So here we are in July when the United States and Canada celebrate their founding from the lens of the European settlement. Citizens of both nations hear a call to patriotic fervor, pride, and celebration. On the 4th of July in the U.S., there are fireworks, concerts, parades, and cookouts, in celebration. July 1st is Canada Day, a similar declarative celebration of national identity and pride. Yet those of us who are children of Europe are learning, even if ever so slowly, that these lands were already home to Indigenous peoples whose rootedness, presence, and cultural life were rightfully celebrated long before us. It is a recognition that accords with the Christian faith, whose aim in the ideal is to honor the Creator, all the nations of the Earth, and all creation. We know now of the social sins of genocide and slavery at the root of the American republic, sadly often aided and abetted by ecclesial institutions that abused the Indigenous. Africans were kidnapped from their homeland and brought to these distant shores to be sold as exploited labor. How can we respond to this recognition and remedy a past needing such?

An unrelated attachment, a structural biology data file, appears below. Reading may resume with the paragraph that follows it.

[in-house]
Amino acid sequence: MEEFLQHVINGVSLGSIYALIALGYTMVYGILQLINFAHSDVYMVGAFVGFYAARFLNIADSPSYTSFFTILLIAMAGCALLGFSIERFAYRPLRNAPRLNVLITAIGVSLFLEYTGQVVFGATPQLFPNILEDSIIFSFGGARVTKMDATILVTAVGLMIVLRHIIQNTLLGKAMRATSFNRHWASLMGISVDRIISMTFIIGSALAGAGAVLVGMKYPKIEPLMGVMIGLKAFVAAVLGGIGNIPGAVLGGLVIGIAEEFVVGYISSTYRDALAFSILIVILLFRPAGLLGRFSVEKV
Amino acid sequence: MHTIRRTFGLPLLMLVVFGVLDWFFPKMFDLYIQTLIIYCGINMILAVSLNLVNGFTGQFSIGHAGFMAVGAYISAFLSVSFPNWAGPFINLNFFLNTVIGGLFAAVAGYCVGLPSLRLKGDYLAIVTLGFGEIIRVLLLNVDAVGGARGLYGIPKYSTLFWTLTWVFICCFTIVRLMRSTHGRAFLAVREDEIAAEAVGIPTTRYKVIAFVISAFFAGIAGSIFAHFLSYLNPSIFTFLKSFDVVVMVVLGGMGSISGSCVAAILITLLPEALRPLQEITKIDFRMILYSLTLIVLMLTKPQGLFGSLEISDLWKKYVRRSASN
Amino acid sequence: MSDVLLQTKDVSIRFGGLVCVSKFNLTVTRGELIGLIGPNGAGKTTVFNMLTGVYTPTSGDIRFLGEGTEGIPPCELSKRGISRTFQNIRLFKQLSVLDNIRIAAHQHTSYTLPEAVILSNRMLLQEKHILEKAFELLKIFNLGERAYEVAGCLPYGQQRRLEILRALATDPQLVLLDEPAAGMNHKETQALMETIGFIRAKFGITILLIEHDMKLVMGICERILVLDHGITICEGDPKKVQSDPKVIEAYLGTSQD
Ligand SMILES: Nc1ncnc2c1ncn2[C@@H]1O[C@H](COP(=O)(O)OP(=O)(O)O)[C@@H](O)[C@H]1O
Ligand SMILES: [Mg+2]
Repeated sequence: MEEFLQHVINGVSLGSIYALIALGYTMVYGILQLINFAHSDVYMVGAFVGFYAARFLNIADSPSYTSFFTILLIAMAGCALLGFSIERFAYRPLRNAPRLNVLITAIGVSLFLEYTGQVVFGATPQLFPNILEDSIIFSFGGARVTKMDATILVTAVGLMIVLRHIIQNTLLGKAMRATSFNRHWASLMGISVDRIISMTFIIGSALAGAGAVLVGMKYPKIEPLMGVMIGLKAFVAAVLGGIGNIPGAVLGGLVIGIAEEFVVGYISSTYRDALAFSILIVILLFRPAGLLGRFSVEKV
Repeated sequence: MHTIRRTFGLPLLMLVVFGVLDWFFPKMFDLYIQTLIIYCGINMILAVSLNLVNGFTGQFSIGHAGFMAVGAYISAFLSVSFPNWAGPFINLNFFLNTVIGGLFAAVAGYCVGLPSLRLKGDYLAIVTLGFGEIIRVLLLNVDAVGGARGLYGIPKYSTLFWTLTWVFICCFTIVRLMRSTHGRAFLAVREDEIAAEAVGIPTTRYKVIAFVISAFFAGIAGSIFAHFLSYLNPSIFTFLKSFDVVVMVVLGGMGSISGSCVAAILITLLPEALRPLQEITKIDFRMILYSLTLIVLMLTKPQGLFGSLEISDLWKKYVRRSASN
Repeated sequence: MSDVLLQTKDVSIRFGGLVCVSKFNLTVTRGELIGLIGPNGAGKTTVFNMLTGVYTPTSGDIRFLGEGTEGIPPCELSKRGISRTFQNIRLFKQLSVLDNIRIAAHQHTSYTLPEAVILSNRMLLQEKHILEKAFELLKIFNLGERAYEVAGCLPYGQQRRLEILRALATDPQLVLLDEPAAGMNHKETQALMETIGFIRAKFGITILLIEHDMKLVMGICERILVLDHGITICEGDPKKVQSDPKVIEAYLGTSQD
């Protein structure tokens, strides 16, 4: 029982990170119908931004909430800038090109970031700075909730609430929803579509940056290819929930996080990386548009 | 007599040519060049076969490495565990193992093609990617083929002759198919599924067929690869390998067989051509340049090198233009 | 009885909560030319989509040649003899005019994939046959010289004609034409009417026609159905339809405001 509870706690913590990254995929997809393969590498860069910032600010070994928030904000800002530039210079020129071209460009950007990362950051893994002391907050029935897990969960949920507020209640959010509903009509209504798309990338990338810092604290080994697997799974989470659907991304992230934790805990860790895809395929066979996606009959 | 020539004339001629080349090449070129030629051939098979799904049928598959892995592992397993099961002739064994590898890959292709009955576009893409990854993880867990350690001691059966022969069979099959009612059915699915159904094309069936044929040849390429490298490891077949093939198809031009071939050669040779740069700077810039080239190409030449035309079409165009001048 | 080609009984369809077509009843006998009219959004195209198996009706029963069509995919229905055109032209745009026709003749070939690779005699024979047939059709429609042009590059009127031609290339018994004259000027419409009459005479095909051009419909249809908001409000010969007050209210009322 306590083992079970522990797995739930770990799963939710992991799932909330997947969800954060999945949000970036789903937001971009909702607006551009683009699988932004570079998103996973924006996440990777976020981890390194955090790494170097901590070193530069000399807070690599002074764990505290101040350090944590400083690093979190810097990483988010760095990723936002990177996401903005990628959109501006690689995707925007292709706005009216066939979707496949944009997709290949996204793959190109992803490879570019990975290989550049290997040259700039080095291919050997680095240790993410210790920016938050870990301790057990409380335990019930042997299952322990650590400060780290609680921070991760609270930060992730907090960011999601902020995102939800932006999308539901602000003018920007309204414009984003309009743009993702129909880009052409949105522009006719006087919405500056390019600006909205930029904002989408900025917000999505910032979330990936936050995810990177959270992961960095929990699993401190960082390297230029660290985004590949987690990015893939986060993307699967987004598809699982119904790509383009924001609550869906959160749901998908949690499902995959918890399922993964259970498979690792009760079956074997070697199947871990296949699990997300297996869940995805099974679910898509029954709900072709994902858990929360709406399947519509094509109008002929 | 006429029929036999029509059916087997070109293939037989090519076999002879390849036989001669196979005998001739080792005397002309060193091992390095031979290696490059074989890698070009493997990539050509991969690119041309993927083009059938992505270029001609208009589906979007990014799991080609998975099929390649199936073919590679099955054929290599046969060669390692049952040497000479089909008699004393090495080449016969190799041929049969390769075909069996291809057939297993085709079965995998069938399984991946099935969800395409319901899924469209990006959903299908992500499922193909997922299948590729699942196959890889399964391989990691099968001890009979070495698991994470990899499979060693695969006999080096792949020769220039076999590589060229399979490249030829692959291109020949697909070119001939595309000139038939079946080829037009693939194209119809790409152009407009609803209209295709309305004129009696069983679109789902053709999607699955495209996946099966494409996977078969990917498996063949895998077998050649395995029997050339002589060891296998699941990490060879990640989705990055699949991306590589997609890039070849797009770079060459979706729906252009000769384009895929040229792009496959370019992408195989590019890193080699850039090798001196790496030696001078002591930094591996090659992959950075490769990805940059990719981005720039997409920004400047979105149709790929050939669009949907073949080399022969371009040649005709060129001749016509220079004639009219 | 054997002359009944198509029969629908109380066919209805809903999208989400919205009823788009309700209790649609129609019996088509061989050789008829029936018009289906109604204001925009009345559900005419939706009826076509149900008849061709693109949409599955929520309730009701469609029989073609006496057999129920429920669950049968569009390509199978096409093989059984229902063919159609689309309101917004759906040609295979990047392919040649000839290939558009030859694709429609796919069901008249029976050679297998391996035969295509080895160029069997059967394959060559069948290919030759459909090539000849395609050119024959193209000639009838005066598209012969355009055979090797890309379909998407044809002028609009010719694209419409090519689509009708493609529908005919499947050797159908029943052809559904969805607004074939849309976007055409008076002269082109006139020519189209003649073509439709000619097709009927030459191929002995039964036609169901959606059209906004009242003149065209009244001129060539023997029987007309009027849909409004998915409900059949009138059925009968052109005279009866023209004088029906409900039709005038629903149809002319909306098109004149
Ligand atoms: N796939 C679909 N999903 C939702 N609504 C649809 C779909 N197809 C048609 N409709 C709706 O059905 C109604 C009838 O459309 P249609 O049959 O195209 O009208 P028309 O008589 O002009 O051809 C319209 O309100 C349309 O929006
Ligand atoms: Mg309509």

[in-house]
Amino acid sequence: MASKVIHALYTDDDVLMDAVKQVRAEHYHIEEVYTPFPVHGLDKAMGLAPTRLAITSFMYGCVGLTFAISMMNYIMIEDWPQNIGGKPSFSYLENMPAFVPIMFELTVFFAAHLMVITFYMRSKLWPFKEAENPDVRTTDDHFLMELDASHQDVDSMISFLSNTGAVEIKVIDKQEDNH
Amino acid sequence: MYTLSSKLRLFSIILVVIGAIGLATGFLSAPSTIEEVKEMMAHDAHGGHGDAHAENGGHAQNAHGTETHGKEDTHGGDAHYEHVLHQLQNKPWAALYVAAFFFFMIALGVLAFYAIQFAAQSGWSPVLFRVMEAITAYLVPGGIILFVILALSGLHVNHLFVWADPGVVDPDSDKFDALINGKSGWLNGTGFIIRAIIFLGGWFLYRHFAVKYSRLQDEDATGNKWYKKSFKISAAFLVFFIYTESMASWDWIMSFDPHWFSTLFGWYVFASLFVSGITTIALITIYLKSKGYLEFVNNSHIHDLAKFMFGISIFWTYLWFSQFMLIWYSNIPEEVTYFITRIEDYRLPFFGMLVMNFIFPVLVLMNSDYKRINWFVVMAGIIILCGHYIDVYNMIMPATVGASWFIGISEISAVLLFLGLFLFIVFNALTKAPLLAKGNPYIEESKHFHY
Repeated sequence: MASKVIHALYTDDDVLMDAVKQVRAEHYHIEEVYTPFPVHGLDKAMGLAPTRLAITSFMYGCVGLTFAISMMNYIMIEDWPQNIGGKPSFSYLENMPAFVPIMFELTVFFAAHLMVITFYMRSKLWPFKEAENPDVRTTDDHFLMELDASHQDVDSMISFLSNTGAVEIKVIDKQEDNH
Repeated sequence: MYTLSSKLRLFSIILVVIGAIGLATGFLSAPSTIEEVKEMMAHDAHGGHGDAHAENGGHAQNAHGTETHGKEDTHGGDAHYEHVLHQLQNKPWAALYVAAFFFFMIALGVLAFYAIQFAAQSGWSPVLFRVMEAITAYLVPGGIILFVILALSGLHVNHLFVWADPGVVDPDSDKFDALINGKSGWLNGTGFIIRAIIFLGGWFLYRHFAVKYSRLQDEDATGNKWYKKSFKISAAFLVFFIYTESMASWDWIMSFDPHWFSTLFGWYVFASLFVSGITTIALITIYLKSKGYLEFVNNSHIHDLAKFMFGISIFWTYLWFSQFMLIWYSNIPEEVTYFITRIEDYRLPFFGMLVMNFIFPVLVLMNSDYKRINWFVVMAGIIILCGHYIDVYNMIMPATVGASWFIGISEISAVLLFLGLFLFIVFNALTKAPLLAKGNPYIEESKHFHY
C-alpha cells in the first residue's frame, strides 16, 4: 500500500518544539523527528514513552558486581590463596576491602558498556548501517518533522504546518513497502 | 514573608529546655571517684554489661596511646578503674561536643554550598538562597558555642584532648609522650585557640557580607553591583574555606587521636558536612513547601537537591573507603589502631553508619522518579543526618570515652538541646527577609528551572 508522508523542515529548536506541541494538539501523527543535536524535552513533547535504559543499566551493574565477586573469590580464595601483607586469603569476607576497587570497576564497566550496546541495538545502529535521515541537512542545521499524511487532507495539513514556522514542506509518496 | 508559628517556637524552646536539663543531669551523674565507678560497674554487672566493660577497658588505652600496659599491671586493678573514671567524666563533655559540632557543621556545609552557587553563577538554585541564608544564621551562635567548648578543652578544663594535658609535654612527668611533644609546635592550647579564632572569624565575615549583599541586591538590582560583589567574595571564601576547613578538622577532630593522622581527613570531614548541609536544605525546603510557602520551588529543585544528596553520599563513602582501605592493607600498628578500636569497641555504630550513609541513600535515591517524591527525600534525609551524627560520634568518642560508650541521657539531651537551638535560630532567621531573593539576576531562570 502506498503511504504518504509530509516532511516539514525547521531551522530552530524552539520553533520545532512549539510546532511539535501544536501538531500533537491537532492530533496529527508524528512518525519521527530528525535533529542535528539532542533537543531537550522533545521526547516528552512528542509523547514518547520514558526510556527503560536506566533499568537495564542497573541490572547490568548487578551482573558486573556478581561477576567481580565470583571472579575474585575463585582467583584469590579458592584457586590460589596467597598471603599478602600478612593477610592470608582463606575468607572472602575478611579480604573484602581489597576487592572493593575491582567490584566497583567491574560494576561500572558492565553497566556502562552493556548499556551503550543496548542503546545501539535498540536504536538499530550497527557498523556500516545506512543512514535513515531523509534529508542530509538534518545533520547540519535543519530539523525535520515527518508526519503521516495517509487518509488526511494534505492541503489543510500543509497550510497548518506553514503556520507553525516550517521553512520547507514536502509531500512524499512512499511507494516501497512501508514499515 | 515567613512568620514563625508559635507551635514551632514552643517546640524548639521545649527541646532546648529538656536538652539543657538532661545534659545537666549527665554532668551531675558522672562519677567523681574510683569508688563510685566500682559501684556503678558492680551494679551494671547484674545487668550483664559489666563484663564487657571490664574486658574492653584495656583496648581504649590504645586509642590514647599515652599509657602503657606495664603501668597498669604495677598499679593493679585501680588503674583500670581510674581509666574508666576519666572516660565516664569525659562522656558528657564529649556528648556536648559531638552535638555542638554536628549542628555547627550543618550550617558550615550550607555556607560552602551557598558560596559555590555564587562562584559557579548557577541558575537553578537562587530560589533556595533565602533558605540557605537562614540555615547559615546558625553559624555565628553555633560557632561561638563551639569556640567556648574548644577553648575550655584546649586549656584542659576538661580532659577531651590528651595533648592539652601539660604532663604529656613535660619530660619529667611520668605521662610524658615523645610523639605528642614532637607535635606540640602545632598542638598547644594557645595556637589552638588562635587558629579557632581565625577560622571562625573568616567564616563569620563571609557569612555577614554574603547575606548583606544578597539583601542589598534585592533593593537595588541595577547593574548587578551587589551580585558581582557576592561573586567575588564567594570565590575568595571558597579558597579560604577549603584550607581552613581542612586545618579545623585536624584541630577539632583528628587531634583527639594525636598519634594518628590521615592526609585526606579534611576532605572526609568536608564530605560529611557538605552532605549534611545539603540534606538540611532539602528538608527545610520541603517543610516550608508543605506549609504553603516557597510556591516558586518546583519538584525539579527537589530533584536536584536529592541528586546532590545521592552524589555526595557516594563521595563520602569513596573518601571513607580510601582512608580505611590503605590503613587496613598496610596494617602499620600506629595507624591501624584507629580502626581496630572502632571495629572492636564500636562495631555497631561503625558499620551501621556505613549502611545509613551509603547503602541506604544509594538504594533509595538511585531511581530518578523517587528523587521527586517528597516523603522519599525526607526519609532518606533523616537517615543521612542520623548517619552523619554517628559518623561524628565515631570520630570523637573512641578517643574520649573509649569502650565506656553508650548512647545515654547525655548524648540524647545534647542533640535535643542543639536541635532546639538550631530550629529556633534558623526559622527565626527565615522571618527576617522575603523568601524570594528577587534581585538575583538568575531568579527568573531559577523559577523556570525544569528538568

We can begin to educate ourselves about the Indigenous who lived and still live in our regions. We might learn their wisdom as loving caretakers of the Earth as they taught, “The frog does not drink up the pond in which he lives.” We might join Native-led campaigns for clean water and forested land. We could listen to the morally haunting and still very relevant oratory of Frederick Douglass in his “What to the Slave Is the Fourth of July?” One powerful way of doing so is to listen on YouTube to “Descendants Read Frederick Douglass’ Speech.” 

We might look to those who proposed and lived other forms of expressing a love of the land and fidelity to its essential principles like the Quakers did and still do. Quaker Edward Hick’s famous painting “The Peaceable Kingdom”—based on the vision of the prophet Isaiah—hangs in the Worcester Art Museum. Why not come to see it? We might celebrate the art and ministries of American patriots of this other ilk like Adin Ballou, Mark Twain, Jane Addams, Dorothy Day, Katherine Drexel, Howard Thurman, William Stringfellow, Daniel and Philip Berrigan, Rabbi Abraham Joshua Heschel, Cesar Chavez and Dolores Huerta, and Thomas Merton. We might read Merton’s “Ishi Means Man” essay to relearn that persons and places are sacred. I think also of Bob Dylan’s song, “Everybody Must Get Stoned.” Perhaps the lyrics have many an entendre, but I like to think of him inviting us into the reality of being vicariously stoned as Stephen, the early disciple of Jesus and first martyr; was that the lesson to be learned? It is, when we all know what it is like to be the victim, then we will know what it is we need to do. 

“This Land is Your Land, This Land My Land,” as Woody Guthrie reminds us. That is something to celebrate eagerly and well!

Join the conversation. Send your thoughts to the editor Jon Sweeney.

Michael Boover lives at Annunciation House of Worcester, Massachusetts, and is part of the Mustard Seed Catholic Worker Community.